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Tostadas Three Ways for Cinco de Mayo

Cinco de Mayo is one of the biggest Mexican holidays celebrated here in the U.S., but most Americans don’t know what they’re actually celebrating – and, to make matters worse, many celebrate with inauthentic “Mexican” meals! As far as why we have “fiestas” on the 5th of May, one very common misconception people in the US have is that Cinco de Mayo is Mexican Independence Day. However, it’s actually the celebration of the Mexican army’s 1863 victory over France at the Battle of Puebla during the Franco-Mexican War!

But the misunderstandings don’t stop there. On the food front, you’ll often see Americans indulging in hard tacos and nachos – even though neither is very popular in Mexico! In authentic Mexican cuisine, our tacos are made with soft fresh corn or flour tortillas. Sometimes we fry them flat and add ingredients to the top, but we don’t call those hard tacos – they’re tostadas. To celebrate this holiday like we do south of the border, I’ve created recipes that lose the hard shell taco, but none of the crunch. If you have a hankering for the real deal, these tostadas are for you!

Tostadas Three Ways for Cinco de Mayo

I’ve created “Tostadas Three Ways” for your Cinco de Mayo celebrations, and I love these because they are the perfect bites to have ready when guests arrive. I always suggest preparing something in advance, so you’re not flustered trying to get the main course ready – and tostadas work perfectly for that. From the three variations I designed, pick your favorites and it will come together in a pinch!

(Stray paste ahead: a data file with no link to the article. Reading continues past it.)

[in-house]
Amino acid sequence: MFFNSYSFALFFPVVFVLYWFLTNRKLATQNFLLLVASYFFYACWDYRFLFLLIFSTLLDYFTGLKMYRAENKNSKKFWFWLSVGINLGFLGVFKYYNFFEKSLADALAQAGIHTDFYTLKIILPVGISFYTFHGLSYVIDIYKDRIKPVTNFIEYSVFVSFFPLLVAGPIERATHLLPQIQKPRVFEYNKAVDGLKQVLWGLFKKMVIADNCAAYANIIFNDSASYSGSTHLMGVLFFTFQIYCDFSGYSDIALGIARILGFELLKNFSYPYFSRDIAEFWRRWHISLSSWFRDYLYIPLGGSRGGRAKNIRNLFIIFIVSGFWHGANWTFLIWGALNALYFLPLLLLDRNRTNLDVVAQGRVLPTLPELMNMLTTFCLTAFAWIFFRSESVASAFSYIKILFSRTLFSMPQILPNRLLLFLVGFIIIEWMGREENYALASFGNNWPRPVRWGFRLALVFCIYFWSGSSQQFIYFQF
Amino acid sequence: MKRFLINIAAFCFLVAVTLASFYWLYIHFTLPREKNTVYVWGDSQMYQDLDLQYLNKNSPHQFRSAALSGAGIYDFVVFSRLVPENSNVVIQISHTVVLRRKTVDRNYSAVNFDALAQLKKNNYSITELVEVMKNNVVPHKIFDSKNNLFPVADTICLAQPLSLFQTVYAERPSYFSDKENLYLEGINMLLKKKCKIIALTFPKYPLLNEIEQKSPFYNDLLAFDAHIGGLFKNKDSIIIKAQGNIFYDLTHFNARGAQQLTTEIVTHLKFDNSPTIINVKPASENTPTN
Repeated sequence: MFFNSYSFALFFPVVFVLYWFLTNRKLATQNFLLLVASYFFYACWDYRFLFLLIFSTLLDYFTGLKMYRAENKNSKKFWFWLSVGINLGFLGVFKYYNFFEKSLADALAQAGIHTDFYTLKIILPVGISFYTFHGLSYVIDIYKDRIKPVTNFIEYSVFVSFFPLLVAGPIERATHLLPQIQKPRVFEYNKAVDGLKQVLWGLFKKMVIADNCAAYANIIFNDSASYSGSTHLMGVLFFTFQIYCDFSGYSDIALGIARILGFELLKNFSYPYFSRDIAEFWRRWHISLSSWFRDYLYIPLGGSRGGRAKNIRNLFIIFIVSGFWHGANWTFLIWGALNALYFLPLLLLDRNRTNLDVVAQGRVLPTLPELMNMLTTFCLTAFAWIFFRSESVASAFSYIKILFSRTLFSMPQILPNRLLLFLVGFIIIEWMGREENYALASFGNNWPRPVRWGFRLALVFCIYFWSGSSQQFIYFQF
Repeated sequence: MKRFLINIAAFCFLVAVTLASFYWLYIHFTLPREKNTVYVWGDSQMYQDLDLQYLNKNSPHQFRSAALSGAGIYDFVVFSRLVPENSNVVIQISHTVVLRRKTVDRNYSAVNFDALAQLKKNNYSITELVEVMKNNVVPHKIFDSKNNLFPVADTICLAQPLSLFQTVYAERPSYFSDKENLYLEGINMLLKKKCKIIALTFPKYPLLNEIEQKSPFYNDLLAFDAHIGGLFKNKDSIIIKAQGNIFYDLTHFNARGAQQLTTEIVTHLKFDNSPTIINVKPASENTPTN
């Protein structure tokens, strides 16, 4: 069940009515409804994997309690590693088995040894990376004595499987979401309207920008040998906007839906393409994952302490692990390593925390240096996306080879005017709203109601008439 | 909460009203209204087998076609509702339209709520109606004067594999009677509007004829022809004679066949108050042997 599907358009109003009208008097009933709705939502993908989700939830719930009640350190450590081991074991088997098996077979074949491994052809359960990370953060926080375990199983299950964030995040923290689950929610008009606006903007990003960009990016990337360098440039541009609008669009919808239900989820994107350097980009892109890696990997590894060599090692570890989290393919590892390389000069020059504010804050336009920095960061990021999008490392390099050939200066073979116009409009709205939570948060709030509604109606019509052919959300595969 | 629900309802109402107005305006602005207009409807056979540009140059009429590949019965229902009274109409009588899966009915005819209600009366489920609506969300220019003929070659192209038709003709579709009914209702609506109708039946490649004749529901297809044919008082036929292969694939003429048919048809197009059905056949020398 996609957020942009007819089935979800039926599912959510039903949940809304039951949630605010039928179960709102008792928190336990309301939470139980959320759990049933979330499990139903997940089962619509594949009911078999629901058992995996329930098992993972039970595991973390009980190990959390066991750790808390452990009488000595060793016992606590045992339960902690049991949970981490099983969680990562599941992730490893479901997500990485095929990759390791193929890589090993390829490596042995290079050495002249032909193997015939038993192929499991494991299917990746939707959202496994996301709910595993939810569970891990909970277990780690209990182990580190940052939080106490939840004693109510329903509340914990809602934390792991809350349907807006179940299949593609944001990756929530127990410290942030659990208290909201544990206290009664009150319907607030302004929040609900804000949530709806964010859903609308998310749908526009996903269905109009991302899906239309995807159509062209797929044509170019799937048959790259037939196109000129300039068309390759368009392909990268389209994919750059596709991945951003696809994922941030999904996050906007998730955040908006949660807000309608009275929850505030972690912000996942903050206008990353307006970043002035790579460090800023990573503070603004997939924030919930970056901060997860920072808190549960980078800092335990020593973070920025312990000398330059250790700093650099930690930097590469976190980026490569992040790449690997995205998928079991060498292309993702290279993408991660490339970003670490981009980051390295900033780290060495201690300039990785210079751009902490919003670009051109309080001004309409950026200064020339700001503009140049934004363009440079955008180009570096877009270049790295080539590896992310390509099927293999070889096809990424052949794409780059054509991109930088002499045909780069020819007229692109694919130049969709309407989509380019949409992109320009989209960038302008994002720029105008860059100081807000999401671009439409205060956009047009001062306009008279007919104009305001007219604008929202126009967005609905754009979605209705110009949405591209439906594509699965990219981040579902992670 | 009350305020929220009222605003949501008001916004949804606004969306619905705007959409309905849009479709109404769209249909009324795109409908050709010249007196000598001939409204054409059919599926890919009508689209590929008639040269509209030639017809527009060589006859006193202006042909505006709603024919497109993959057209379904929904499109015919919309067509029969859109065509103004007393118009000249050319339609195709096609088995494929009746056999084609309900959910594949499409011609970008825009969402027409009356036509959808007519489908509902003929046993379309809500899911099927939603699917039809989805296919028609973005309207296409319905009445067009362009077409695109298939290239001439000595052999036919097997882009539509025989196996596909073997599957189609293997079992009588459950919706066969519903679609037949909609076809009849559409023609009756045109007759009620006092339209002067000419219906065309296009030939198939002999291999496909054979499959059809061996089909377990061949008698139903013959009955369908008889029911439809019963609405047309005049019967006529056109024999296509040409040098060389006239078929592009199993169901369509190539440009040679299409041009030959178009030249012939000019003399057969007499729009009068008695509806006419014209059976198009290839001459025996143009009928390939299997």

The first is a Wild Mushroom with Whipped Queso Fresco and Cilantro-Cotija Pesto Tostada. This recipe is perfect for vegetarians and non-vegetarians alike and has deep, layered flavors that will be sure to impress your friends and family thanks to a generous drizzle of pesto reimagined with cilantro, basil, olive oil, chile, garlic, pumpkin seeds and, of course, Cacique Cotija.

The Grilled Shrimp and Chorizo Tostada features a delicious and great way to use both Cacique Pork Chorizo and its rendered fat, which is something Americans often discard after cooking the stuff. However, cooking shrimp in rendered chorizo fat is a common technique in Mexican households, and pork chorizo and shrimp is such a classic Mexican combination! Even just the smell and sound of sizzling chorizo reminds me of home, because that was something my Abuela always made on the weekends when I was a kid.

Finally, the third variation is a Summer Squash with Rajas, Roasted Corn, Crema Mexicana and Queso Fresco Tostada. This one’s a nod to the importance of using produce that is in season. I love utilizing fresh vegetables that are only in season during certain times of the year when they taste the best. Plus, the Cacique Crema Mexicana and Queso Fresco here help to give this tostada richness, which balances out the sweetness of the corn.

Another fun fact: nachos are not a part of traditional Mexican cuisine – but they do come from Mexico. They were actually first created for American wives of U.S. soldiers during WWII. A man named Ignacio was the Maître D’ at a restaurant in the Mexican town of Piedras Negras, and when a bunch of American women arrived for lunch, he could not find the cook. So, he improvised. He ran into the kitchen, where he found tortilla chips, cheese and jalapeño peppers, and that’s what he served them. They loved it and asked what it was called. In reply, he just said his nickname, “Nacho.” If, instead of nachos, you’re looking for something similar from traditional Mexican cuisine, try out chilaquiles. They’re a great way to scratch the itch for the crunch, creaminess and deliciousness of nachos.

From me – and the whole Cacique family – have a great Cinco de Mayo!

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